I was surprised to learn from both my mother and father that both sets of my grandparents voted, and viewed it as their civic duty to do so. My mother's parents were strict Old-Order Amish in Geauga County, Ohio, and my father's parents, from Holmes County, Ohio, were also Old Order. I find that my Amish relatives really don't feel comfortable talking about voting. Typically Amish do not vote unless there is a local issue that will impact their lives. In Holmes County, the Amish are major land holders. They are a people group who educate their children only through the eighth grade. For this reason, many Amish will register and vote against levies that would increase taxes for such things as higher education. Amish participation in the political process is often guarded and minimal.
In 1946 a devastating event in Holmes County polarized the Amish community, which led to their voting several townships "dry." For those not familiar with the term "dry", it's a reference to a township that does not permit the sale of alcoholic beverages.
|Once was Old Time Tavern|
The tragedy began Saturday night, March 9, 1946, when three Amish boys were killed by carbon monoxide poisoning as they slept in their 1936 Ford after it became mired in a muddy ditch on County Road 235. A fourth boy, Emanuel Schlabach, survived because he was near a window that was cracked open. They had attempted to free the car, but were unable to, so decided to sleep in the vehicle until morning. The car was missing a muffler and fumes filtered into the car until it ran out of gas. As was typical at that time, the boys enjoyed a time of merriment at the Old Time Tavern in Winesburg, then traveled back to Mt. Hope, where they dropped off John "Hans" Yoder, who asked to be dropped off at his home.
|Amish Horse and Buggy|
My father, Levi A. Miller, recalls the day. Driving his horse and buggy, he rode past the stuck car on Saturday night, not realizing that his friends were in danger. At that time CR 235 was not graveled. It was the spring of the year and very muddy. Many Amish buggies passed by on the way to church on Sunday morning, but did not notice the boys inside the car. It was not until Sunday afternoon that someone made the gruesome discovery. It was the loss of these three boys that prompted the Amish to present petitions to vote Salt Creek, Plain, Mechanic, Berlin, and Walnut Creek Townships "Dry". This vote had several components and prohibits, to this day, the sale of beer, wine, whiskey and the establishment of a state liquor store in all of these townships. The hotel/bar in Mt. Hope folded. It is the solidarity of the Amish vote that has, to this day, changed the face of the Holmes County Amish culture.
In 2004 there was an ambitious campaign in Lancaster County, Pennsylvania to gain Amish support for the re-election of George W. Bush. During this race, President Bush visited Lancaster County and great numbers of Amish people lined the roadside to wave as the president passed. Some people did not get too concerned about the interest in the president, after all, a presidential visit was unusual. An aggressive drive was made at a local fire station to register as many Amish as possible. Free transportation to the polls was offered. At the fire station, where Amish were registering, was a life-size image of President Bush. While many Amish registered and voted, others were guarded and wary. The Amish appreciate the protections offered by our government; i.e., freedom of worship and military exemption. Many cite arguments stating that God's authority supercedes that of the government and that they should refrain from participation. For many, participation in politics is minimal.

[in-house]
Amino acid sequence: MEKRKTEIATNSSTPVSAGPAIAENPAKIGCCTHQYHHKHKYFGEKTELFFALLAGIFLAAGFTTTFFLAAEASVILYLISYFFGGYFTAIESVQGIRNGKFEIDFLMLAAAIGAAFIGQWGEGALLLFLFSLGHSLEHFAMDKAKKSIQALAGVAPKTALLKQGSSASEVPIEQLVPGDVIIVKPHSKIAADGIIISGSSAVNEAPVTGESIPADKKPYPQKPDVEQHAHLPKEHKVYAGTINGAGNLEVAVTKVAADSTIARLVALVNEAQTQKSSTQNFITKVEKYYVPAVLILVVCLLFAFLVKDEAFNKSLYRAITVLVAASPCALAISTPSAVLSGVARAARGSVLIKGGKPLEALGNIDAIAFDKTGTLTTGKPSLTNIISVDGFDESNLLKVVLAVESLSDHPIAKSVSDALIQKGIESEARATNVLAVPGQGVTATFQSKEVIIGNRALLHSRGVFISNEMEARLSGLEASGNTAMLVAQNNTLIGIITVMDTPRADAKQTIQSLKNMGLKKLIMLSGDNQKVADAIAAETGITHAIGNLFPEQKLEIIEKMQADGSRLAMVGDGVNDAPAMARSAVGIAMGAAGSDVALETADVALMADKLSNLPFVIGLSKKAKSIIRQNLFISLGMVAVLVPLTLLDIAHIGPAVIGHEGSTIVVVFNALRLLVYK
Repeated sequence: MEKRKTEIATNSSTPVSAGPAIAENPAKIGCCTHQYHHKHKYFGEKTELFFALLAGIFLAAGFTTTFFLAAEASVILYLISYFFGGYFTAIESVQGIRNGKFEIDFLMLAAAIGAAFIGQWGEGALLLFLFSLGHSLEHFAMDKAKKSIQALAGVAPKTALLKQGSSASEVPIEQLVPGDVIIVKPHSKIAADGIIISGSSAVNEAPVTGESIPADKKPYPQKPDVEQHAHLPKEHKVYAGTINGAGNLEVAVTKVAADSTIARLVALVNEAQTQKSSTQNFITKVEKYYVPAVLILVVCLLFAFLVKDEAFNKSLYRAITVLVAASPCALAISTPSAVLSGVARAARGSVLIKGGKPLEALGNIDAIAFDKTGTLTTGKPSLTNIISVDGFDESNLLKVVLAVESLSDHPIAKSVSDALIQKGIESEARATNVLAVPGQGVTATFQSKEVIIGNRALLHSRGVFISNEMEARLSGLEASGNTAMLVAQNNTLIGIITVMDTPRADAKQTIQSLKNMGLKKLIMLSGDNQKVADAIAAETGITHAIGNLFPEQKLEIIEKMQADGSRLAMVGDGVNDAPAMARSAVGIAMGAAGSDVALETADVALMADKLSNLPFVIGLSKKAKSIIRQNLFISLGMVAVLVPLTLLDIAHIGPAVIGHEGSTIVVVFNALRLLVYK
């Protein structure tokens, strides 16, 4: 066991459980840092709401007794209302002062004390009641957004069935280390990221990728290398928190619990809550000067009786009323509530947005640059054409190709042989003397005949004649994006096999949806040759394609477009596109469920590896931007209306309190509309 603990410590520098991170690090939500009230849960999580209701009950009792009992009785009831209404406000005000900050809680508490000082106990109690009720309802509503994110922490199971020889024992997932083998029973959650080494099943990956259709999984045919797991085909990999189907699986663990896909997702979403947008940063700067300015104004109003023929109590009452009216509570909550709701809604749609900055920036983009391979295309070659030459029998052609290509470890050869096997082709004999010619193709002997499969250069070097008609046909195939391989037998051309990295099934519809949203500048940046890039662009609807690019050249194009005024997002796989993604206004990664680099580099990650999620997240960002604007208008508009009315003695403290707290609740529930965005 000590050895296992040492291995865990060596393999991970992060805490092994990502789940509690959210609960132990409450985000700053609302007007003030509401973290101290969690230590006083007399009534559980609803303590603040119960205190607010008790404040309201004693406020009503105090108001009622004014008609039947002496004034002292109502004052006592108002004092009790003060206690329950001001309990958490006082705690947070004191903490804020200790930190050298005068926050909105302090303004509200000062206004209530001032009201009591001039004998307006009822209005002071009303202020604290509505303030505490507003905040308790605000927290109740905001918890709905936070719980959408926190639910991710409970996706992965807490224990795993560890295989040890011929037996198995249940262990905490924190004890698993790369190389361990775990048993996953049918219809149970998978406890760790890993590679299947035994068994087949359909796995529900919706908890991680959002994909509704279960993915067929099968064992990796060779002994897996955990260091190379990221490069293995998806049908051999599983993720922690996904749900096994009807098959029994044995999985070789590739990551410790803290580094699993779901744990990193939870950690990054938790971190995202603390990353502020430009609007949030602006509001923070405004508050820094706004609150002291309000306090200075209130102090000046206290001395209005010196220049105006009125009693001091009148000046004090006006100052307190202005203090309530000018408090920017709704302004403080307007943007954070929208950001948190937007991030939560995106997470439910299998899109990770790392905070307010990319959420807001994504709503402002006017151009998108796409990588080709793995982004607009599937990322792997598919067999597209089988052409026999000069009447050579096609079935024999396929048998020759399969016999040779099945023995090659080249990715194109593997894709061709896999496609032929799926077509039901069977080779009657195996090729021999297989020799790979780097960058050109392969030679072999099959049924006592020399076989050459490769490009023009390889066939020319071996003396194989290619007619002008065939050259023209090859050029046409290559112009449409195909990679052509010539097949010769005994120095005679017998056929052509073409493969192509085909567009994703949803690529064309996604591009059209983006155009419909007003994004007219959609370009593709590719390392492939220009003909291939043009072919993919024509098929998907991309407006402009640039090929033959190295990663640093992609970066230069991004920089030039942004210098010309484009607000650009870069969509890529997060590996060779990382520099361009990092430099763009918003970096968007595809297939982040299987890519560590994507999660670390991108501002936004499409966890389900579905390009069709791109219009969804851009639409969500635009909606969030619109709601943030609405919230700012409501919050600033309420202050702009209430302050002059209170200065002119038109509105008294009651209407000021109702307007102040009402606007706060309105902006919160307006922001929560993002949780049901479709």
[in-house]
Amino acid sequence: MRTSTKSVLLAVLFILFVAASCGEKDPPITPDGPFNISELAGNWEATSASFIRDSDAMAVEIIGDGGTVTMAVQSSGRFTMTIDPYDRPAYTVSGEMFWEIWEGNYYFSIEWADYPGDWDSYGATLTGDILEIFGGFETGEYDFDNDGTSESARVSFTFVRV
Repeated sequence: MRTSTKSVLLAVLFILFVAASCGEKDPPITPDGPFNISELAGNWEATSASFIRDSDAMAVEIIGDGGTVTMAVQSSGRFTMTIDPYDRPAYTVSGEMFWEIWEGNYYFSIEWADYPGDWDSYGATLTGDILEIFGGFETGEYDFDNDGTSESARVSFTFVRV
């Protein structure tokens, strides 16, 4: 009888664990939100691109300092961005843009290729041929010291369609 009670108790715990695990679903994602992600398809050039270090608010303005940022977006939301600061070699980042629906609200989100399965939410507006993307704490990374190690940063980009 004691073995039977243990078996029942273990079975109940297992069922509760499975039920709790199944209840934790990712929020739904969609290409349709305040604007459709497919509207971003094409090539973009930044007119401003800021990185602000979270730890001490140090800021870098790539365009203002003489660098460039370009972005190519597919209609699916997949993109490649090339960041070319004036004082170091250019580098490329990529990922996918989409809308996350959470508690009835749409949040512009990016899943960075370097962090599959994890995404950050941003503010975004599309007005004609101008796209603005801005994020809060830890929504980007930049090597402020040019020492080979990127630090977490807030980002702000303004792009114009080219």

|Miller's Buggy Shop Mt. Hope|
This 2016 presidential race again is focused to drawing in the Amish and Mennonite vote in both Lancaster County, Pennsylvania and Holmes County, Ohio. Conservative Republicans are organizing a new Amish PAC in support of Donald Trump. Check out this interesting Lancaster, Pennsylvania news article regarding our current race. I don't know of any instance where the Old-Order Amish churches have pronounced an edict against voting. I believe it's a personal decision; kind of "Don't ask, don't tell" and the preacher probably won't say anything if a member votes, and in the above detailed historic experience, probably most ministers "silently" approved and voted.
Quoting, from "A Taste of the Backroads" book by LaVonne DuBois, "Voting is not common in political elections. Interest in politics extends to the local township trustees who maintain the back roads. County commissioners have to approve the location of the cemeteries in order to allow for proper drainage. Voting on the local issues promotes more interest than the Federal elections. Example: Library's book mobiles and issues that pertain to them within local jurisdiction. Very few Amish women vote. They seldom (if never) hold political office."
It is my opinion that if the Amish vote in 2016, they will vote for Donald Trump if he is the Republican nominee. They certainly would support the idea of the American work ethic, a balanced budget and opposition to governmental waste. The Amish do believe in helping widows, elderly, and the needy. Perhaps we should have an Amish man for President! Every last dollar would be accounted for! Grab your bonnet and hat and go vote!
Come see us at The Barn Inn Bed and Breakfast.
|The Barn Inn Bed and Breakfast|
Submitted by Loretta Coblentz
May 27, 2016